Here is poor little Luke, recovering from the whole procedure, while watching our performances.

Abbey was performing a singing number here.

Finally, we were able to leave the hospital.  Luke still looks a bit out of it here. 

Under that brown bandage, was Luke's cast, which had been cut open.  Leaving the bandage on for about a week allowed the arm to swell and then go back down to normal size.

He had to leave his arm in this blue foam contraption for 48-72 hours.  This ensured the injured area stayed above his heart so that he didn't get "compartment syndrome."
Then, a week later, he had the fiberglass bandage wrapped around it.  He was able to select any color he desired.  He picked "red".  This was his favorite part of having the cast.

He had this full arm cast on for another 3 weeks.  Then, on Thursday, he was able to get a short arm cast!

This is the x-ray from Thursday, 4-weeks after he broke his arm. You can see he is healing pretty well.
Once again, he got to select the color that he wanted for his new cast.  This time, he selected, "tree green."   He had the option of stripes or whatever he wanted (the technician was a cast artist), but he chose simple green.  He is pretty proud of his new green cast.

Do you know how tough it is to be a 6-year old boy and be in a cast?  Being in the cast has prevented Luke from doing so much that he loves to do.  He can't play sports, he can't run, he can't play on the playground or jump on the trampoline, he can't ride his bike or scooter.  The only physical activity this extremely active boy is allowed to do is walk.  Although, as you can see from the photos below, the cast has not completely stopped Luke from having fun.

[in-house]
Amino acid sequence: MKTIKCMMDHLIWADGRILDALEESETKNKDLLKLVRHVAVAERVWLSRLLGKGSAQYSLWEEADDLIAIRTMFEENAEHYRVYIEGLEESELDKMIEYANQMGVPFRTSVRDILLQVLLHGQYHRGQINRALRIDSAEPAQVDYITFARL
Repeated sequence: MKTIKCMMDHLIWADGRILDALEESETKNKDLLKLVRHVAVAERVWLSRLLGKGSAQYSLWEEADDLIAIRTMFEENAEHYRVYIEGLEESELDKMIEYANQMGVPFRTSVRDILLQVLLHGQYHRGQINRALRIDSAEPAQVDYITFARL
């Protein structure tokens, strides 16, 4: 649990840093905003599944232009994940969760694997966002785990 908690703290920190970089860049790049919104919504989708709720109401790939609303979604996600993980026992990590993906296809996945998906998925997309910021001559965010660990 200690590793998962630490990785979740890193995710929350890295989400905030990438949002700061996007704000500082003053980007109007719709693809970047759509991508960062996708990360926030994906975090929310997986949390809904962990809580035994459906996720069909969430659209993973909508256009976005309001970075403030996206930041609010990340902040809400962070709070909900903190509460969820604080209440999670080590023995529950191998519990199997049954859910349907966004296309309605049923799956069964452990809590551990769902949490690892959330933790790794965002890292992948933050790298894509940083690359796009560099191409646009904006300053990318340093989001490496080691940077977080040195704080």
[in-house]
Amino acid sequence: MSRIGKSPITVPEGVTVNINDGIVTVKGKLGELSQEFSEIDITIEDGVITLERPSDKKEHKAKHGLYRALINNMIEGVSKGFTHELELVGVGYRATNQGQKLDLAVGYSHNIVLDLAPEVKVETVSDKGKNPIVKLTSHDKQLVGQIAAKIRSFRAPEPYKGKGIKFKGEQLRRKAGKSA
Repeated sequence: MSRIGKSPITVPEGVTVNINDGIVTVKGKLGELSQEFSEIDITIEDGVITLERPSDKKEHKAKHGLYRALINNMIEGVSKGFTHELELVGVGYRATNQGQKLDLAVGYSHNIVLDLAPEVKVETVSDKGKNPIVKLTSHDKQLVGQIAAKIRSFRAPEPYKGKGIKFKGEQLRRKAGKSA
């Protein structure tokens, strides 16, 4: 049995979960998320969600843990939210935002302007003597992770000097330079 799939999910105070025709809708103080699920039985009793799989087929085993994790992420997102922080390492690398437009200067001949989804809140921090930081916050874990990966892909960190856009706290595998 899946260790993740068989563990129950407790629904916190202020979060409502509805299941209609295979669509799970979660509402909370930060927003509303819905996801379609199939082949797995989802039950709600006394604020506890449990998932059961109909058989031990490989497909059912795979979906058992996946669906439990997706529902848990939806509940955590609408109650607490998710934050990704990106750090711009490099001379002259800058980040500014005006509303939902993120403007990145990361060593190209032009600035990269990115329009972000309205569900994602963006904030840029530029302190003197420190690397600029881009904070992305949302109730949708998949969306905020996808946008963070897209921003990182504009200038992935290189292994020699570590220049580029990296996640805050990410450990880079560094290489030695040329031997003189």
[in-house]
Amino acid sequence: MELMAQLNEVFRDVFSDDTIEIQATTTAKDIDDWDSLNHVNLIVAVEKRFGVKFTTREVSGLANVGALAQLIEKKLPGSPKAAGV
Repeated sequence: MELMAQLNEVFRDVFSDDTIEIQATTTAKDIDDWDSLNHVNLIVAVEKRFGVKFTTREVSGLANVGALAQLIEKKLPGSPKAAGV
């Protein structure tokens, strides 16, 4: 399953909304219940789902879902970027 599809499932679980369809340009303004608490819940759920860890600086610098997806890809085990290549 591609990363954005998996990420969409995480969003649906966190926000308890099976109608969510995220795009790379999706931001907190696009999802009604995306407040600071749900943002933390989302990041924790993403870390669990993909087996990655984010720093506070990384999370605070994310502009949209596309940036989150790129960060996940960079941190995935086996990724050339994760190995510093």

Doing schoolwork at Zilker Park with other homeschool friends.

He can still fly paper airplanes!

And blow dandelion seeds!

And fish with grandpa.

And hike!
And hike some more....

and some more...

And he can visit art museums.

And he can even help his friends move large logs into teepees.
The most difficult part for Luke has been at his one-day homeschool enrichment program.  In P.E., he has to sit and watch, while all the other children participate.  Also, at recess, all the other children run around and play while Luke sits. Luke says last week he sat on the teeter totter (he probably shouldn't have), and no one would sit on the other side and play with him.  That just breaks my heart.  I ask him how is day was, and he tells me about all the good stuff, and then there is always the sad story about how no one would play with him on the playground.  He is SO looking forward to getting this cast off.   He is in this short arm cast for another 3 weeks and then gets a brace.  He will probably be in the brace for another 4 weeks.  And then, guess what?   We are going skiing!  I asked the doctor about it.  She said she is alright with Luke skiing, with the brace on, with no poles.  He is not allowed to snowboard though (which is what he had his heart set on).   We are stoked about this ski trip!!!  I told Luke that he gets his cast off for Christmas--what a great Christmas present!   He quickly replied, "No, I don't want that to be my Christmas present!"  Ha!  He was concerned that was all he would be getting for Christmas.  I, personally, think it is a pretty great gift, but I reassured him it wouldn't be the only gift he receives.  :-)